ISLAMABAD: Pakistan will conduct its next census in 2016 following a gap of 18 years, a period in which the nuclear-armed Muslim country’s population is estimated to have grown by more than 50 percent.
The last census was carried out in 1998 when the population was counted at 132 million people.
It is since believed to have crossed the 200 million mark, an estimate based on figures from yearly growth statements issued by the country’s statistics bureau and survey work, making Pakistan the sixth most populous country in the world.
According to a statement issued Wednesday the census would cost 14.5 billion Pakistani rupees ($145 million) with the preliminary findings available in June 2016 and the final results issued in December 2017.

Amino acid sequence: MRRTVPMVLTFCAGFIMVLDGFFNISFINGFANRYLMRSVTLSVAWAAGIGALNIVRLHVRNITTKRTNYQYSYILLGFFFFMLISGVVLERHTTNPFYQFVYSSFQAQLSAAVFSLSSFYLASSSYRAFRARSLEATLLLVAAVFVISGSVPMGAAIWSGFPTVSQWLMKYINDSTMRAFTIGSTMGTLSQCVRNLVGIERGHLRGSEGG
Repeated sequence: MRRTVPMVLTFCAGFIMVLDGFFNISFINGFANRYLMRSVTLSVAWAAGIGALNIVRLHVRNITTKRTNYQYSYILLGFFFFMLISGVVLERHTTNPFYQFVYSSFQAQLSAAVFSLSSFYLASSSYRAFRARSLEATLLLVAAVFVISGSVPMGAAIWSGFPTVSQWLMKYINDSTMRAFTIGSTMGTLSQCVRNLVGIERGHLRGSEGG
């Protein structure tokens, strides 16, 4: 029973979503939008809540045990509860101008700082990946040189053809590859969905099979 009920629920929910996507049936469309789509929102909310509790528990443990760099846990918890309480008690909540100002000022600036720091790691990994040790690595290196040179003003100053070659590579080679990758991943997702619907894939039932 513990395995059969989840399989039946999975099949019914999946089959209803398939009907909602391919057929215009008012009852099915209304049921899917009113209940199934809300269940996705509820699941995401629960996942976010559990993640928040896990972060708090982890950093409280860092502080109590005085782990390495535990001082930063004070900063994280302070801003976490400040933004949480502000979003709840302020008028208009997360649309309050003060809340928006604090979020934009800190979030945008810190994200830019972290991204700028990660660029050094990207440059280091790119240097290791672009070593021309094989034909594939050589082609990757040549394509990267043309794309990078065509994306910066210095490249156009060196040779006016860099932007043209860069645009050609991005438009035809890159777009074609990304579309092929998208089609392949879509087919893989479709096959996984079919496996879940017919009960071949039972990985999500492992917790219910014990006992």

Pakistan was due to conduct a census in 2008 and 2010 but political unrest, conflict, and natural disasters contributed to delays.
The census is also a sensitive issue politically because it determines the amount of development budget allocated to each of the country’s provinces.
Some analysts believe that Pakistan’s less populated provinces, such as restive southwestern Baluchistan, have experienced higher growth rates than Punjab which has traditionally dominated the country’s politics.
The census would also reveal changes in the country’s religious and ethnic makeup, for example in Karachi, a city which has seen a major influx of Pashtuns from the country’s Islamist-insurgency hit northwest in the past decade.
High growth rates are expected to place stresses on the country’s food and water security as well as raising employment concerns for an overwhelmingly young population.